In conclusion, I personally see Stanley as a villain because although at certain points in the play the audience is sympathetic towards him and can see the motive behind his actions, and even relate to them, it is hard to forgive his ruthless and systematic destroying of Blanche both emotionally and physically as well as his lack of control when hitting Stella. Blanche destroys Mitch and any chance of a relationship with him with her lies, however, Stanley destroys Blanche with the truth and does so in such a spiteful, manipulative and ultimately villainous way; it tears her apart. Stanley defines himself by displaying all the traditional characteristics of a villain.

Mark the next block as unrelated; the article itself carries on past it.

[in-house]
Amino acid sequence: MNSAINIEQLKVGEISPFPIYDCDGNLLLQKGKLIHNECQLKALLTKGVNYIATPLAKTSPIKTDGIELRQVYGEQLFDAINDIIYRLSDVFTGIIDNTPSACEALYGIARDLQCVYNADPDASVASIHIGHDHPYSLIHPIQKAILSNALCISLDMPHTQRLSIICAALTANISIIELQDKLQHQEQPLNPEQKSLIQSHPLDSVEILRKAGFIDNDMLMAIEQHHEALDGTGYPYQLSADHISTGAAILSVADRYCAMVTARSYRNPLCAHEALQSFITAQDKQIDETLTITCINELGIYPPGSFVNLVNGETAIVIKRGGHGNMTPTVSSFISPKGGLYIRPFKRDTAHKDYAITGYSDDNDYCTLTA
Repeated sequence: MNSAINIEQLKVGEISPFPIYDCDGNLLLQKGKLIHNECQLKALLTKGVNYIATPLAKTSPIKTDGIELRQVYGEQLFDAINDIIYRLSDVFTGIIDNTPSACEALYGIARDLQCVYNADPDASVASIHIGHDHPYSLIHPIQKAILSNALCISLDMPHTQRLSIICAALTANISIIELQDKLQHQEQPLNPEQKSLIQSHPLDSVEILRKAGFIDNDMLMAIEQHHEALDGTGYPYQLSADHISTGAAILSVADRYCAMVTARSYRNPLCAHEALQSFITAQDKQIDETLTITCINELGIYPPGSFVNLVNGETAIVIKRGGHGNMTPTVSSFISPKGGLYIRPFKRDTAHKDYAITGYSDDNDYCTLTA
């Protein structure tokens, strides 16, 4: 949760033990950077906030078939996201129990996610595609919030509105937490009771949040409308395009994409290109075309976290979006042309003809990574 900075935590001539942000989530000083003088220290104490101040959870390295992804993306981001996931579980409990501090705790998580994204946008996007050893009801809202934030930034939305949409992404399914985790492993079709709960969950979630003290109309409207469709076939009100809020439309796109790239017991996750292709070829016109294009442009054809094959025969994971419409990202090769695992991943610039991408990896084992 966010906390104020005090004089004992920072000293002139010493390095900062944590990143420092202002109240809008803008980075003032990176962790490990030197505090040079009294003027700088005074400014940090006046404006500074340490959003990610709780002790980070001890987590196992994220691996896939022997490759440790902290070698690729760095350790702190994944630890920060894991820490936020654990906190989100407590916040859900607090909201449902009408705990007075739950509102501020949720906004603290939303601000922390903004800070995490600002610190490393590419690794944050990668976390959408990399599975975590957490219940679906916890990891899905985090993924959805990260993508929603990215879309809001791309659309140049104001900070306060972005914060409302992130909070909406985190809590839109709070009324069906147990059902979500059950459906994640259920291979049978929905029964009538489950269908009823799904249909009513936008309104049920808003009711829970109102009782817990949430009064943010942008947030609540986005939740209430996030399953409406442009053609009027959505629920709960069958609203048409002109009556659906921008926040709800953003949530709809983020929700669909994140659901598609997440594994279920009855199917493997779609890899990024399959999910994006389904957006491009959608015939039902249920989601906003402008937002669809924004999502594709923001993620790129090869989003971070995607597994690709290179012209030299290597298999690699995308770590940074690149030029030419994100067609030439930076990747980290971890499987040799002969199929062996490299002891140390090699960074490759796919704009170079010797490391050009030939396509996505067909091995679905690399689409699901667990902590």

The role of Blance and Mitch in A Streetcar Named Desire
In the 1947 play A Streetcar Named Desire by Tennessee Williams, the relationship between Blanche and Mitch is a key subplot in the tale of Blanche’s descent into madness and isolation. Whilst Williams initially presents Mitch as the answer to all Blanche’s problems and as a viable male suitor, it soon becomes evident that Blanche and Mitch are not meant to be together. Mitch, in the broader progression of Williams’ work, is merely another man who will ruin Blanche’s life.